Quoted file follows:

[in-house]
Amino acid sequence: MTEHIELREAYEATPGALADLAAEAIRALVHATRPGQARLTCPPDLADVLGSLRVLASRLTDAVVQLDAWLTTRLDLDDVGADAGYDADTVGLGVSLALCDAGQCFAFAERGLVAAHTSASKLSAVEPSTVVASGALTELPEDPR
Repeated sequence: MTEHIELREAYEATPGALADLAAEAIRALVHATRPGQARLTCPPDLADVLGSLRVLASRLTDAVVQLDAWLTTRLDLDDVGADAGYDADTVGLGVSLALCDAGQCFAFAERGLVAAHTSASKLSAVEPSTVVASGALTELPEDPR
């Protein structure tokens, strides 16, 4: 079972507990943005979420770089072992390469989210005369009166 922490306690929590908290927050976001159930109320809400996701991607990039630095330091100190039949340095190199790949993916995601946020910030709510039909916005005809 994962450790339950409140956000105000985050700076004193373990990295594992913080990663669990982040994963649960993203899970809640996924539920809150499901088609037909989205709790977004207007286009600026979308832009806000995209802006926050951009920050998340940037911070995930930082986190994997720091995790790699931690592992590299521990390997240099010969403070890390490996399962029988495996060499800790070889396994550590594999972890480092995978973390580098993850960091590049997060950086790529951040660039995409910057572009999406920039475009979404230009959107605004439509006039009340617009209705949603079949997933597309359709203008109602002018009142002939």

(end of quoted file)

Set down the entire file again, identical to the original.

[in-house]
Amino acid sequence: MTEHIELREAYEATPGALADLAAEAIRALVHATRPGQARLTCPPDLADVLGSLRVLASRLTDAVVQLDAWLTTRLDLDDVGADAGYDADTVGLGVSLALCDAGQCFAFAERGLVAAHTSASKLSAVEPSTVVASGALTELPEDPR
Repeated sequence: MTEHIELREAYEATPGALADLAAEAIRALVHATRPGQARLTCPPDLADVLGSLRVLASRLTDAVVQLDAWLTTRLDLDDVGADAGYDADTVGLGVSLALCDAGQCFAFAERGLVAAHTSASKLSAVEPSTVVASGALTELPEDPR
């Protein structure tokens, strides 16, 4: 079972507990943005979420770089072992390469989210005369009166 922490306690929590908290927050976001159930109320809400996701991607990039630095330091100190039949340095190199790949993916995601946020910030709510039909916005005809 994962450790339950409140956000105000985050700076004193373990990295594992913080990663669990982040994963649960993203899970809640996924539920809150499901088609037909989205709790977004207007286009600026979308832009806000995209802006926050951009920050998340940037911070995930930082986190994997720091995790790699931690592992590299521990390997240099010969403070890390490996399962029988495996060499800790070889396994550590594999972890480092995978973390580098993850960091590049997060950086790529951040660039995409910057572009999406920039475009979404230009959107605004439509006039009340617009209705949603079949997933597309359709203008109602002018009142002939």